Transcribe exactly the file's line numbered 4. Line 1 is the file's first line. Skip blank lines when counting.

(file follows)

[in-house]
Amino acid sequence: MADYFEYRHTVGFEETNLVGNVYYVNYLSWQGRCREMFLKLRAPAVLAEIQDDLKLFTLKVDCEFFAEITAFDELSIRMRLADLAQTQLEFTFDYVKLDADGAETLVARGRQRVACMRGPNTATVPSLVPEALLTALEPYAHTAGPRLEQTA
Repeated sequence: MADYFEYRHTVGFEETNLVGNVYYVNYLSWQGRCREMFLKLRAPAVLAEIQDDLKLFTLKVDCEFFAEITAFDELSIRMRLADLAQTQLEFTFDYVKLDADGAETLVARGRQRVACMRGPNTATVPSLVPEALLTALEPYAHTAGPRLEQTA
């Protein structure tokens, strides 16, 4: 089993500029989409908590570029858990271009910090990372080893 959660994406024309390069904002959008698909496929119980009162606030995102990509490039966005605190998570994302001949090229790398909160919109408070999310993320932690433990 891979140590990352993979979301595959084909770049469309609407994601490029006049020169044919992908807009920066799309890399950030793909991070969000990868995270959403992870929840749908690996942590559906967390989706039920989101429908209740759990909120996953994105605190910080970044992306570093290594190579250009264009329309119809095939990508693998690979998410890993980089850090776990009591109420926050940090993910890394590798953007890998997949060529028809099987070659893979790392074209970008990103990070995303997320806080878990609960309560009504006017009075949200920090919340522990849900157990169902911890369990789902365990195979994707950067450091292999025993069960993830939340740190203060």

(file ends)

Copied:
């Protein structure tokens, strides 16, 4: 089993500029989409908590570029858990271009910090990372080893 959660994406024309390069904002959008698909496929119980009162606030995102990509490039966005605190998570994302001949090229790398909160919109408070999310993320932690433990 891979140590990352993979979301595959084909770049469309609407994601490029006049020169044919992908807009920066799309890399950030793909991070969000990868995270959403992870929840749908690996942590559906967390989706039920989101429908209740759990909120996953994105605190910080970044992306570093290594190579250009264009329309119809095939990508693998690979998410890993980089850090776990009591109420926050940090993910890394590798953007890998997949060529028809099987070659893979790392074209970008990103990070995303997320806080878990609960309560009504006017009075949200920090919340522990849900157990169902911890369990789902365990195979994707950067450091292999025993069960993830939340740190203060």